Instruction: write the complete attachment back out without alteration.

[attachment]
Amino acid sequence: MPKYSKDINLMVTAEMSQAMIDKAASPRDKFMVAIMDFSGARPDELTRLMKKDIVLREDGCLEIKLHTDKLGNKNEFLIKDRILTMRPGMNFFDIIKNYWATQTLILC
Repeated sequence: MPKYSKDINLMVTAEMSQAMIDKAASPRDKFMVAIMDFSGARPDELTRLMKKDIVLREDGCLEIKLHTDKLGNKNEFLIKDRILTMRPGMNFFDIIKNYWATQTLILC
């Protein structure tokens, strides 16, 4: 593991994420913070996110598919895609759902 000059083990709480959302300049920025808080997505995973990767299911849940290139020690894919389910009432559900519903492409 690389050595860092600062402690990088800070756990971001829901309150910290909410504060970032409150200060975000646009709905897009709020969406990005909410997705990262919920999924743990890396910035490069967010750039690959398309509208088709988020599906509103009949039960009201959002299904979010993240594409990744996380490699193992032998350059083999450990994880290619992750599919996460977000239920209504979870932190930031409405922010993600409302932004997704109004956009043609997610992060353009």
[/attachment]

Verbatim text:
Amino acid sequence: MPKYSKDINLMVTAEMSQAMIDKAASPRDKFMVAIMDFSGARPDELTRLMKKDIVLREDGCLEIKLHTDKLGNKNEFLIKDRILTMRPGMNFFDIIKNYWATQTLILC
Repeated sequence: MPKYSKDINLMVTAEMSQAMIDKAASPRDKFMVAIMDFSGARPDELTRLMKKDIVLREDGCLEIKLHTDKLGNKNEFLIKDRILTMRPGMNFFDIIKNYWATQTLILC
């Protein structure tokens, strides 16, 4: 593991994420913070996110598919895609759902 000059083990709480959302300049920025808080997505995973990767299911849940290139020690894919389910009432559900519903492409 690389050595860092600062402690990088800070756990971001829901309150910290909410504060970032409150200060975000646009709905897009709020969406990005909410997705990262919920999924743990890396910035490069967010750039690959398309509208088709988020599906509103009949039960009201959002299904979010993240594409990744996380490699193992032998350059083999450990994880290619992750599919996460977000239920209504979870932190930031409405922010993600409302932004997704109004956009043609997610992060353009």